The Unspoken

I looked forward to joining form one after I passed my K.C.P.E, it was not easy as I thought because for unknown reasons I never got a calling letter. I had cried when my friends joined Secondary School and I remained home. I managed to convince mum to take me to any school I would work hard there. That is how I landed in my sister Debra’s school. She was in forth form when I joined form one some three weeks to closing day. It did not matter whether I liked the school or not, what mattered was that I was in school and ready to learn.

Debra helped me to settle in and in no time we were doing exams. I passed alright but not to my expectation as I still had notes pending that I had to copy. I was grateful anyway since I had second term to catch up. You know how form ones are always treated. We were the supermarket in school, some senior girls expected some of us to wash their uniforms, when going for outings it was our new uniforms and shoes they used. I have been wondering where this trend started. Is it that some people enjoy seeing others petrified of them or it is just a hobby to bully others? To make matters worse we were terrified of the prefects. Who gave them the authority to impose on us some rules that looked inhumane. For instance, a prefect would give you punishment of kneeling on the assembly ground for some certain period. They were demigods if you ask me.

I am not the type to get in trouble as I was a law abiding student but some of the extremes some prefects put the students through were too much. Actually this made me hate the school. The school I was in had three water tanks that were only used when there was water shortage. It meant that the whole student population depended on one tap that was near the classes. Imagine the long queues to get water. We were to concentrate during prep time at night but this was seeming impossible as we had to be alert lest our turn to fetch water was overtaken by events. Sometimes we would stand in the queues for long hours after the 10 pm preps. Some of the nights were cold, others humid.

There is this particular day after preps I was among those waiting in the queue to fetch water. I think I was the third in line or so. After a long wait in the cold June weather, I was hopeful I could have a chance to carry a basin back to the dormitory that I would use to bathe the next day and wash my uniform. I saw one of the prefects who was in forth form walk from the dormitories with her empty bucket. I thought that just like everyone she would join the queue too. She did not! She walked to the front and placed her bucket beside the one that was almost full. My antenaes were full at this time and I was looking at her wondering what she was upto. There were a few seniors in line but most were monos as they referred to us.

Seeing that no one dared to face her, I got a perfect chance to exercise my rights. Which rights if you ask me, the right not to be bullied as all of us were equals regardless of the class one was in. I took her bucket and went to the end of the queue and placed it there. She became furious and took it to the front. Imagine this scenario, a form one daring a form four and a senior prefect for that matter! Emma is not the type of woman to be intimidated. She was starting to get on my nerves. With a strong voice, this is what I told her ‘just because we are form one’s and you are a senior does not give you the authority to trample over us. If you knew you wanted water you should have been the first in line. Do you think we do not have other things to do thus we ought to stand here all night because of you and your fellow friends who think you are mighty? Kindly make a queue or I will stand here the whole night and see to it that you do the right thing! She was shocked to say the least! I heard some cheering and claps and she was embarrassed. That night we fetched water in peace!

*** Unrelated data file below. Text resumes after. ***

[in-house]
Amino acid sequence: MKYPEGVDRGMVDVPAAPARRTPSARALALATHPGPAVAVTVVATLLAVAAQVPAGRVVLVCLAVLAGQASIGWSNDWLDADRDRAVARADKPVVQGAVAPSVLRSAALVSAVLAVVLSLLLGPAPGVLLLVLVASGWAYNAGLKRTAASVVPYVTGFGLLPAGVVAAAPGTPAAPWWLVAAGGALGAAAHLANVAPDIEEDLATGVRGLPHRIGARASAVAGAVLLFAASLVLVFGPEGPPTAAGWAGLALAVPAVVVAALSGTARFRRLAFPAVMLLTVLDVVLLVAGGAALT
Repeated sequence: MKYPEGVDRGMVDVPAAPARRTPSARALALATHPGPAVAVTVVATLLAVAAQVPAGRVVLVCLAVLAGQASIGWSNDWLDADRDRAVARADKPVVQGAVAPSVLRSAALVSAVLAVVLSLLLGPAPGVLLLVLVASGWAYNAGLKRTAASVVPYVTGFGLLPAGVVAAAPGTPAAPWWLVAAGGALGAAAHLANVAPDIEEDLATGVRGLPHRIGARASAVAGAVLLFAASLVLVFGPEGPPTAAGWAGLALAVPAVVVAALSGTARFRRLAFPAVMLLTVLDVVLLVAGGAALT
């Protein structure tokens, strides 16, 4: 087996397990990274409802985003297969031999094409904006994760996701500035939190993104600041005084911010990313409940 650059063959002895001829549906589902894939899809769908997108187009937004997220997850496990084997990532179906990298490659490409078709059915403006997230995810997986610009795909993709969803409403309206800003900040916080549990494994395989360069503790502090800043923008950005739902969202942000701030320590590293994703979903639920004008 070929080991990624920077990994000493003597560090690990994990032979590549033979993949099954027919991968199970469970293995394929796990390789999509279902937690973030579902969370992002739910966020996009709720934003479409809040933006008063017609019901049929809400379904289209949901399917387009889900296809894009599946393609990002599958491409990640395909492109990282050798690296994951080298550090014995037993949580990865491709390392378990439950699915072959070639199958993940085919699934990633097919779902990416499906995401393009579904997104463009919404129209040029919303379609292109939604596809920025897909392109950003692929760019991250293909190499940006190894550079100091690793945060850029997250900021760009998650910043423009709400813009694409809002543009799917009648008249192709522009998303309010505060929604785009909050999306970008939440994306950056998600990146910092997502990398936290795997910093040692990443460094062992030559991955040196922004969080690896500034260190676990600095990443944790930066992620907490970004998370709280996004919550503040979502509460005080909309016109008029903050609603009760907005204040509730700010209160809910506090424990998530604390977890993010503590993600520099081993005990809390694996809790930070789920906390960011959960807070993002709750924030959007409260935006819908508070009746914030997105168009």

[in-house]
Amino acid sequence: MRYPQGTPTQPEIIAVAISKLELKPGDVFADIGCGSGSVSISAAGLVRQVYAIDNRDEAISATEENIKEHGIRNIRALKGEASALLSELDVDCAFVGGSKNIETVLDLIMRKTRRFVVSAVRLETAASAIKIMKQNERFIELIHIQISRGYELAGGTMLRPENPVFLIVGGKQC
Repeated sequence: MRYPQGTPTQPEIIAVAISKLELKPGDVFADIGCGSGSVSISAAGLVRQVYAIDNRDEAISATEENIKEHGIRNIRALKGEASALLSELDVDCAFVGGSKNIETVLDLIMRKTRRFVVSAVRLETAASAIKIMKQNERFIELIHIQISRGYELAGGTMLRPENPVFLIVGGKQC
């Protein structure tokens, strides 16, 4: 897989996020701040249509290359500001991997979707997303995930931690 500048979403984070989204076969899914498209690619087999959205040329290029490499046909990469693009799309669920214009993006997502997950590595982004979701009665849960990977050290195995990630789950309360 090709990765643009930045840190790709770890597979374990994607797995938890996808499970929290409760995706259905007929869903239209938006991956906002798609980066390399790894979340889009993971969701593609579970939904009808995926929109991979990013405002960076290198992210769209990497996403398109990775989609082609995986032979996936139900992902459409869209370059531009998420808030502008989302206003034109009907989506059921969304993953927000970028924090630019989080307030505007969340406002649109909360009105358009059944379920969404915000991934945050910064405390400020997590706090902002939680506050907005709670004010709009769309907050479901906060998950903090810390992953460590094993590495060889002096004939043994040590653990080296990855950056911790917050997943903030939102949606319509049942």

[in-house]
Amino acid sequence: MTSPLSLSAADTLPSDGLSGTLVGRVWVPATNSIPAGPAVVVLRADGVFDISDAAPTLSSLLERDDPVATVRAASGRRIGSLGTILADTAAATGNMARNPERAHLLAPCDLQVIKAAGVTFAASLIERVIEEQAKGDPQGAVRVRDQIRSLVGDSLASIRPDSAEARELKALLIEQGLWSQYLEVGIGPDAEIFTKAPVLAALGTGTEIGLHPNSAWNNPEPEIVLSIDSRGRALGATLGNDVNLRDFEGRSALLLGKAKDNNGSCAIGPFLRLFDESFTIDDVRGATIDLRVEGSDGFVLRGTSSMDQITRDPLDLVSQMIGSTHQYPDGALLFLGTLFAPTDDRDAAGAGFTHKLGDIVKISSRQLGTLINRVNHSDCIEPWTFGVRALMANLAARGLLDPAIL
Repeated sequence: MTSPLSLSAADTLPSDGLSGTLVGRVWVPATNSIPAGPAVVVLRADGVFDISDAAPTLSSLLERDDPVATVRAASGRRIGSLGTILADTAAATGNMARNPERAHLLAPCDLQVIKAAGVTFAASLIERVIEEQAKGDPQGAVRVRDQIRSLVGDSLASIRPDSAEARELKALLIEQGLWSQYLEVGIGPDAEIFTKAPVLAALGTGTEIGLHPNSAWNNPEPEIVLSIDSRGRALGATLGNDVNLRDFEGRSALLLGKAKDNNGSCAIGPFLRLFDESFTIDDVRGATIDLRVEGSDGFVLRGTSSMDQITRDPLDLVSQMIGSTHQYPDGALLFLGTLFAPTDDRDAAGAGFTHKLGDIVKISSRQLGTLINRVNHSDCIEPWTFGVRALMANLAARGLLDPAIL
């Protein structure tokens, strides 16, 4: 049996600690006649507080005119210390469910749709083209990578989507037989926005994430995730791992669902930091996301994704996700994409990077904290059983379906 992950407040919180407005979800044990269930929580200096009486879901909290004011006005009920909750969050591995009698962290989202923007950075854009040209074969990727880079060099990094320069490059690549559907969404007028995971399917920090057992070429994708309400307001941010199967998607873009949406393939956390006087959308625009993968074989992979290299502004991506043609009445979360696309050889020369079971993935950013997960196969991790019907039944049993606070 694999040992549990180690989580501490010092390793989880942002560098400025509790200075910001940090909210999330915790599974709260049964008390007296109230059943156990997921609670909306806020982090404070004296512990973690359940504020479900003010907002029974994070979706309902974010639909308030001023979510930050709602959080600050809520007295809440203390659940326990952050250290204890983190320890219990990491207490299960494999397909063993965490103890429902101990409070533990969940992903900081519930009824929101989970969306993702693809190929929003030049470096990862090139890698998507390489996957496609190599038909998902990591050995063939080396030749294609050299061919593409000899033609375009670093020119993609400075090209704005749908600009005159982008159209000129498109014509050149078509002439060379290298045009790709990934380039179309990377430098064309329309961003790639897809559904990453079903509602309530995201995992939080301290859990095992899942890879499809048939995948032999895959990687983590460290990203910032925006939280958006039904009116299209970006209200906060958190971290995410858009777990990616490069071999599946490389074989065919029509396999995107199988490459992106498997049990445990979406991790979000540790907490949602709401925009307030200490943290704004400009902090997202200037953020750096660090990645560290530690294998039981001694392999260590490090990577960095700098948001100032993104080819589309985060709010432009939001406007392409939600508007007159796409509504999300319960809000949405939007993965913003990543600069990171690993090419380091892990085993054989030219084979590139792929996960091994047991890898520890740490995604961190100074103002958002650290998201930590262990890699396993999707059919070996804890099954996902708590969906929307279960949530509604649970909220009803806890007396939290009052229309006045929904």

The next morning I woke up to whispers of how a form one challenged a form four prefect. Everyone wanted to see this girl. By this time Debra had heard of what transpired the previous night and was so furious at me for ashaming her as everyone referred to me as Debra’s sister. She wondered how I dared to challenge her classmate. She even wrote a letter home complaining of my behaviour. God bless my dad, he applauded my bravado. He told me he was raising us to have a voice not to be cowards. Sorry Debra, but dad was with me on this. Thanks to my voice this trend stopped and atleast form ones were accorded respect too. I did not believe in the saying that a form one should be seen and not heard! I made it my business to see to it that I was heard! I had rights and I had a voice too.

You should have heard people whispering while I passed signalling each other that this is she who dared a prefect and she obliged. I smiled from the inside as I had driven my point home. We later became friends and burried the hatchet. As a leader, do not oppress your subjects instead you should endeavour to be a good example to them.

Have a pleasant evening friends.

Emma Henrys
+ posts

I am a HR enthusiast, a wife, mother of three who has a keen interest in writing.

Leave a Reply